Wow what a week of posing! Thanks to everyone who read. I’ve had some great comments and questions come through, but first, a wrap up of the posts this week:
- Day 1: Introduction
- Day 2: 5 Tips for Posing Children
- Day 3: Posing for Grownups and Teens
- Day 4: 4 Tips for Posing Hands
- Day 5: 5 Tips for Posing Families
Now for some questions that came through in the week…
Q. “Sometimes I get parents that have stuff in mind and then I don’t have the voice to come out and say lets do it differently. Does that 50% game work with the older ages too?”
A. Ha ha yeah…the 50/50 game I do with kids (“you do a pose you want and then a pose I want” and then alternate). The time for hatching out their ideas is during the pre-session consultation. Tell them this then. For example, “let’s talk about any ideas you have so that on session day, I can be free to do what I do and already have my shots in mind.” This sets the expectation for them that while you’re working, you need to be left alone. If they don’t get it, you can do what I do from the very beginning…set them a nice chair with a coffee off to the side and ask if they mind you going and working with the child(ren). In their view, of course, but not close enough to interfere. This is something I say during the initial phone call when I explain how a session with me works. I explain that the most authentic images usually happen when the subject doesn’t feel that they’re on stage and since they’re paying money for you, they’ll likely oblige because they don’t want to run the risk of messing up your work.
Q. “What’s really wrong with a little boy standing with his hands on his hips? How is that “girly”? If it is “girly” why in the world does it matter?”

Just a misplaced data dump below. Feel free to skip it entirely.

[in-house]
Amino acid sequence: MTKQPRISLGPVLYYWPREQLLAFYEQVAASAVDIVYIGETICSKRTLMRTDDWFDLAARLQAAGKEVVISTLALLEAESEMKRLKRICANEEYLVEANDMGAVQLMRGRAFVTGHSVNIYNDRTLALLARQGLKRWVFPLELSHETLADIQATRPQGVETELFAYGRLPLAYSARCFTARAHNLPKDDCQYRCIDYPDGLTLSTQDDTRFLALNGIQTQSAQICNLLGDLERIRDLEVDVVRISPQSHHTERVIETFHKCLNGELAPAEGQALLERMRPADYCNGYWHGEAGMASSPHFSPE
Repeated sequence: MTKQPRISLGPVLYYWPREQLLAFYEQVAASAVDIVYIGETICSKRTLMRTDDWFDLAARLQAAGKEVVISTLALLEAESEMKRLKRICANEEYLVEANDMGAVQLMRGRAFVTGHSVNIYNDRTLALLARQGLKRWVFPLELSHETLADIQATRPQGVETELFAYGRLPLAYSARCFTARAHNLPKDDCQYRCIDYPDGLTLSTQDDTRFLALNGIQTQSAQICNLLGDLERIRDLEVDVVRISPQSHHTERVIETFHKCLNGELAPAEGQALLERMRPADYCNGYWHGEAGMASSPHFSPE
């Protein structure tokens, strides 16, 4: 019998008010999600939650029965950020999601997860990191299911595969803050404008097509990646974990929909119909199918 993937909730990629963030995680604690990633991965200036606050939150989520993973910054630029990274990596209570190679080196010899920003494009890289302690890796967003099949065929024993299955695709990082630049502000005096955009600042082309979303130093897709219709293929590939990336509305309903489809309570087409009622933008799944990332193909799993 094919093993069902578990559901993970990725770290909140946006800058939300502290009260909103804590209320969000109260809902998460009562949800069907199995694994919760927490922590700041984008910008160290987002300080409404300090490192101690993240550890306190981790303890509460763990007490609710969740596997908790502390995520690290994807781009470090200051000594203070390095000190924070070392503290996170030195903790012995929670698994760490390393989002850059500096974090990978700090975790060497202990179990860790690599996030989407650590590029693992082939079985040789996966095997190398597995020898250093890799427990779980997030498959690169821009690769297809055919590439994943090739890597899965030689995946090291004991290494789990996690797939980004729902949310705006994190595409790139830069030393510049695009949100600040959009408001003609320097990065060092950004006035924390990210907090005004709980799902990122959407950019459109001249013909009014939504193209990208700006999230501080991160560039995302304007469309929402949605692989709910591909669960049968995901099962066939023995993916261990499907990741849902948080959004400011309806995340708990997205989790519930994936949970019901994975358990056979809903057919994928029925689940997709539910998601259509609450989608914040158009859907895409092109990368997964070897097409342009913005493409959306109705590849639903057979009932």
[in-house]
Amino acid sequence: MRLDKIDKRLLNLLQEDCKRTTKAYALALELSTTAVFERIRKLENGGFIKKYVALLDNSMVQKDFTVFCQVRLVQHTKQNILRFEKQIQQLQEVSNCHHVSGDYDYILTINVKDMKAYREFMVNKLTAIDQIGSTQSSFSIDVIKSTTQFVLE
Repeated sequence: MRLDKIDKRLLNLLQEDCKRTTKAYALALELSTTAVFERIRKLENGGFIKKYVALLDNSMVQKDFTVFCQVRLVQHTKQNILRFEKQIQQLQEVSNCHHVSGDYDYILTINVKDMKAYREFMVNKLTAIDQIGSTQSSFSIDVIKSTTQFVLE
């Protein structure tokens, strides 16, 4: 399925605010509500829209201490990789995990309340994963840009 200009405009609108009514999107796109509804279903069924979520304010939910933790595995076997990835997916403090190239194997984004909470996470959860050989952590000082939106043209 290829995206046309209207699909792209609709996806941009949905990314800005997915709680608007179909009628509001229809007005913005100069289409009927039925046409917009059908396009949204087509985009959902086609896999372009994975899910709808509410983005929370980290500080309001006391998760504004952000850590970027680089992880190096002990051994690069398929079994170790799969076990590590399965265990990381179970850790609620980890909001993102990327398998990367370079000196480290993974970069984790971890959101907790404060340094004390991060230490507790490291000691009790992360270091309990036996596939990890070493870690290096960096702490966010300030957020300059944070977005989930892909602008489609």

A. This is a touchy subject but I thought that I would bring it up for discussion. It is my experience that every parent I’ve worked with squirms a bit when their boy is seemingly looking a bit ‘girly’ in a feminine pose. So my opinion comes from my years working with children. Obviously, it’s ultimately up to you how you pose your clients. It was said that my comment regarding a boy having his hands on his hips is ‘reinforcing gender stereotypes’. I think if I’d said “don’t allow boys to pose holding irons or brooms” then that would be more along the lines of gender stereotypes. Body language is a whole ‘nuther thing all together. A boy can look sweet, young, delicate or fragile without looking ‘girly’ and a girl can look strong, brave, boisterous without looking like a boy. Both genders hold those qualities and it should be embraced.
Q. “Any chance you can throw something in there about posing larger people, even a family of big-bodied people? It seems to be really uncomfortable and difficult for them to sit/lay on the ground, huddle in close or pick up their children and then their photographs just look awkward so any ideas you have to help would be hugely appreciated!”
A. The first thing to acknowledge is that large people know that they’re large. As with any body type (skinny included) their body image may cause them to believe that their either larger or smaller than they are. You can tastefully discuss their body image with them which is something I may be inclined to do with any body type. Knowing how a client feels about their body is always a great thing to know. As a society we try to find ways to make people look smaller and think that smaller = more attractive, but this doesn’t need to be our primary focus when shooting large people. Now, making them appear comfortable, that’s important. And I agree, laying on the ground is a no-go. Here are a few tips I’ve found helpful:
- Use a telephoto lens or the longest zoom that you have. This will compress the shot and keep it from suffering from widening distortion. Experiment with the distortion correction in Photoshop to see if there’s any barreling that you don’t notice on first inspection.
- Don’t shoot from a low angle.
- Shoot from higher up looking down, but beware of the fact that this is a way overdone tactic for photographing larger people and throw in lots of other types of framing, not just this one.
- You can use one subject’s body to shield another (if one is lighter than the other)
- Obviously, you have the option of not photographing their whole body
- In the post this week on posing families, try the ‘huddle’ and ‘squeeze in’ poses which eliminates full body shots.
Again, thanks so much for reading this week and if you’re new, keep reading!